Twice in the last two days I have had the same discussion with two prospective clients. Each client owned a house that at the height of the market was worth over two million dollars. In each case, the client had encumbered the house with a loan for about a million dollars a few years back. Each client had suffered significant financial set backs related to the current economic recession. Both clients had been paying mortgage payments close to $10,000.00 per month from their retirement accounts for the past year, and both clients were now at the end of their rope, with their retirement accounts dwindled to a mere pittance.
Monday morning quarter backing on the eve of filing bankruptcy does not bring back a depleted 401K or IRA. But there is a lesson for others in these two cases. Before tapping out your 401K or IRA to continue paying a mortgage on a house that is doomed to end up in foreclosure, know your bankruptcy options.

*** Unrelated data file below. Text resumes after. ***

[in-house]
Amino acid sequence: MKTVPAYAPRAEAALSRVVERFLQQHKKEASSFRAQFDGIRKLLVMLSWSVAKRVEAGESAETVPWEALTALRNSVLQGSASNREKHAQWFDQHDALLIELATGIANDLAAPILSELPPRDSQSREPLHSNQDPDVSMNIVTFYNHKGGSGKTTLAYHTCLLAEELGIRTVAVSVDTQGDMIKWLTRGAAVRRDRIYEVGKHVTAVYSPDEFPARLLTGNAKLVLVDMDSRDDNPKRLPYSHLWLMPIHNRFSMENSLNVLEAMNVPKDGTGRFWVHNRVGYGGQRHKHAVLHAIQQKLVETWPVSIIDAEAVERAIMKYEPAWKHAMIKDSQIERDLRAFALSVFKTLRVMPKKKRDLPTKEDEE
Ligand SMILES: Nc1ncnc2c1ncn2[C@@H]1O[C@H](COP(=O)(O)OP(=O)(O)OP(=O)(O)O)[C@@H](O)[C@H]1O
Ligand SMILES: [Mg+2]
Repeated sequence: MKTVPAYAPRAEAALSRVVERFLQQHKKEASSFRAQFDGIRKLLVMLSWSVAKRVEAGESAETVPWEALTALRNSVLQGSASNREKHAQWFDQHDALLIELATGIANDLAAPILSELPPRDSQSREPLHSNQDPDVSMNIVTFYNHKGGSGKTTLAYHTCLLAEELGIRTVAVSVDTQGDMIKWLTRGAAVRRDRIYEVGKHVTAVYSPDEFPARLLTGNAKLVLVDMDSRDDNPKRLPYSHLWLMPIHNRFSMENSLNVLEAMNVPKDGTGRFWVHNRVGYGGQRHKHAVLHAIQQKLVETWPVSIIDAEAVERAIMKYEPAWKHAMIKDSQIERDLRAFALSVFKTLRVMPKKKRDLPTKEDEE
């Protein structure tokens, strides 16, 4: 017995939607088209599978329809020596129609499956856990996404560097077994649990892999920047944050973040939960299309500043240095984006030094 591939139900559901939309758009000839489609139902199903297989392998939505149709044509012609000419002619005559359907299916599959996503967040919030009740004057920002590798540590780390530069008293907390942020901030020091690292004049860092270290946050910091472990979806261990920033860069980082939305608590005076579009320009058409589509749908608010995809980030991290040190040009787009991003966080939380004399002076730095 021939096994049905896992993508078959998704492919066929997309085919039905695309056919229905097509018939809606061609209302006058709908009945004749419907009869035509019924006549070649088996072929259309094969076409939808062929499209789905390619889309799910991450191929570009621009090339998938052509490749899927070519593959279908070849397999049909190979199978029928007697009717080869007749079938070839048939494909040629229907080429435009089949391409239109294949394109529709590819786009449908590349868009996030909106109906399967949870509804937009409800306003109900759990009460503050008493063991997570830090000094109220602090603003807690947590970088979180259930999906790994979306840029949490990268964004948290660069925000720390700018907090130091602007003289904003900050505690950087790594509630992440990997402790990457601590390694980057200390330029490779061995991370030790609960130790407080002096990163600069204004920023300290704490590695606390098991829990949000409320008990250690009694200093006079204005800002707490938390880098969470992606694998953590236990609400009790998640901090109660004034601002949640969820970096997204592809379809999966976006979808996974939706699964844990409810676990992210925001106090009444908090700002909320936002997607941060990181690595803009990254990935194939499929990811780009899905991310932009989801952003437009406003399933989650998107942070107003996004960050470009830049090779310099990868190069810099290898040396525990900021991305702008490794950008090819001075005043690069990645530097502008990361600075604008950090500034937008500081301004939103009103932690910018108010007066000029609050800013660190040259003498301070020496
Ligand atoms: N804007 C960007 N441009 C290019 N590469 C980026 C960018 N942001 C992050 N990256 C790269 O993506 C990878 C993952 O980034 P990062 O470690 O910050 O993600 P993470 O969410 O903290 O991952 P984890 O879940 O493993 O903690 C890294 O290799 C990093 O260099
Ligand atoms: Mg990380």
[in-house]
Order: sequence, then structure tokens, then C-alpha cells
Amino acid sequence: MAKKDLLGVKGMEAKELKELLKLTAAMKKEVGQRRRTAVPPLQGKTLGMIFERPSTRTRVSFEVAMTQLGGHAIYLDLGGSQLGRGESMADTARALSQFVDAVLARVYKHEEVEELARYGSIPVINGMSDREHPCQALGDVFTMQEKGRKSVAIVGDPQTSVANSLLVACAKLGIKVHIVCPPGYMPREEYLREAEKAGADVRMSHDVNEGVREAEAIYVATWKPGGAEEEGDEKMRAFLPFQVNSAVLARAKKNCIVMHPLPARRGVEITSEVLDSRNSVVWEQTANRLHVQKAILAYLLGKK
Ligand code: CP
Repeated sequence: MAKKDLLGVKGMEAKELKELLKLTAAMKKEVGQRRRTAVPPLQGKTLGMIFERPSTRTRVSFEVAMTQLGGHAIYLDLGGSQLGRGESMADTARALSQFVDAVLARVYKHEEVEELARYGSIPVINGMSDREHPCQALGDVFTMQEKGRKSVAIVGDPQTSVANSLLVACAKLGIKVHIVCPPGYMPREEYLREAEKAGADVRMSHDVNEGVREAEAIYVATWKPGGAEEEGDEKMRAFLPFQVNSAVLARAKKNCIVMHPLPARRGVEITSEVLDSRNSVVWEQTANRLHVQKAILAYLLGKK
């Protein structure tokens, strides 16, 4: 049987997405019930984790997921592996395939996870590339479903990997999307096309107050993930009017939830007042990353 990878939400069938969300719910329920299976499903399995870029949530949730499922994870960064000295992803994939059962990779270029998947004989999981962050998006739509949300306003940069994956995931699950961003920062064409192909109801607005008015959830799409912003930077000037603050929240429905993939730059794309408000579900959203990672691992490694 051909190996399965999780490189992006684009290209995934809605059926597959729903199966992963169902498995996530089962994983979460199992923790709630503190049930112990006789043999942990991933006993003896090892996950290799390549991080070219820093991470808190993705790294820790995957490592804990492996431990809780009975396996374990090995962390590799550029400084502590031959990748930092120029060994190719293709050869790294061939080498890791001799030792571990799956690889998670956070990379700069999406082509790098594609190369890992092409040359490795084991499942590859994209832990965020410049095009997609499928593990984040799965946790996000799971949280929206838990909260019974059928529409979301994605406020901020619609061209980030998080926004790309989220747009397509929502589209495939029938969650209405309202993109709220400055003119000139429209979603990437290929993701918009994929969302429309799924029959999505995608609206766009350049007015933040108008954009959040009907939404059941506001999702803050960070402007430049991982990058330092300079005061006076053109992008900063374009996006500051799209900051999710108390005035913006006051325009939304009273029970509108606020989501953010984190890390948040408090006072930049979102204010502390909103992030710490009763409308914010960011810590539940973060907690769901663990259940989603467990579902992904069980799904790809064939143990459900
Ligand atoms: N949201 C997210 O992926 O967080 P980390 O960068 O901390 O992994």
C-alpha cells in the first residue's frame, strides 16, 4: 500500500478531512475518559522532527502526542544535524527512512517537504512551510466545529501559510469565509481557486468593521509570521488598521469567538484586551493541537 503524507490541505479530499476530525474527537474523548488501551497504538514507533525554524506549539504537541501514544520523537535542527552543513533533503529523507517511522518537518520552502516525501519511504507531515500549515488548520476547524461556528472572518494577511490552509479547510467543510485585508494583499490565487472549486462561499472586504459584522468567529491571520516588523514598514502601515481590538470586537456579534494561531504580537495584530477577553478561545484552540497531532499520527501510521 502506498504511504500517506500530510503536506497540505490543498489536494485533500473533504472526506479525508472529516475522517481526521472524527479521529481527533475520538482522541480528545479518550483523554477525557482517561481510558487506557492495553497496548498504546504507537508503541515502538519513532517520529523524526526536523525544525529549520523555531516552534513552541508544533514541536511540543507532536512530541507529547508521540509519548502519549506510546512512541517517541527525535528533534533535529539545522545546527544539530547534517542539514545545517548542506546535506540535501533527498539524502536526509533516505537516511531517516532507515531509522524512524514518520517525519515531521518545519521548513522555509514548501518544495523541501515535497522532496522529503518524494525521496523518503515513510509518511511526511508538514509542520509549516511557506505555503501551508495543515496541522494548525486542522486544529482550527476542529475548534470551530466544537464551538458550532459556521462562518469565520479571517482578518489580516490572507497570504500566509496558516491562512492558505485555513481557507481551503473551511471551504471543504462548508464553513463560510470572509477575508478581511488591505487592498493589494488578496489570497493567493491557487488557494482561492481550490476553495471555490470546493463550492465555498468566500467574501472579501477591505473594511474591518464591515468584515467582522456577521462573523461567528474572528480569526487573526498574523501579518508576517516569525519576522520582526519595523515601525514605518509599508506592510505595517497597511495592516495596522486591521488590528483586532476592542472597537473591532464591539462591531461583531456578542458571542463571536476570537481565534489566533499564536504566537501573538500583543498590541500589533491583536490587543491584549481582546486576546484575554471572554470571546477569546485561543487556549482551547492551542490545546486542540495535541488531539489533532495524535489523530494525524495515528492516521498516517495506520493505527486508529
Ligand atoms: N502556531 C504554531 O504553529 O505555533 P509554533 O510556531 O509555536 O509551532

Nearly all retirement accounts that are governed by the Employee Retirement Income Security Act (ERISA, as it is called), including pensions and 401Ks, are not assets of a bankruptcy estate because they almost all universally contain an anti-alienation clause that protects them from the reach of creditors. Due to recent amendments to Section 522(n) of the Bankruptcy Code, Individual Retirement Accounts (IRAs), and other similar retirement savings vehicles, while assets of the estate, enjoy special protection capped at $1 million.
What does all this mean? It means in most cases, all the money drained from retirement accounts to keep a doomed mortgage out of foreclosure for an extra year, could have survived a bankruptcy. Retirement accounts exist to help you survive in your twilight years. It does you no good to waste these assets to delay an otherwise inevitable foreclosure. If you find yourself in this situation, before draining your 401K or IRA, talk with a bankruptcy lawyer with experience in foreclosure defense about your bankruptcy options and foreclosure defense options.
Steven P. Combs
Smith Greene & Combs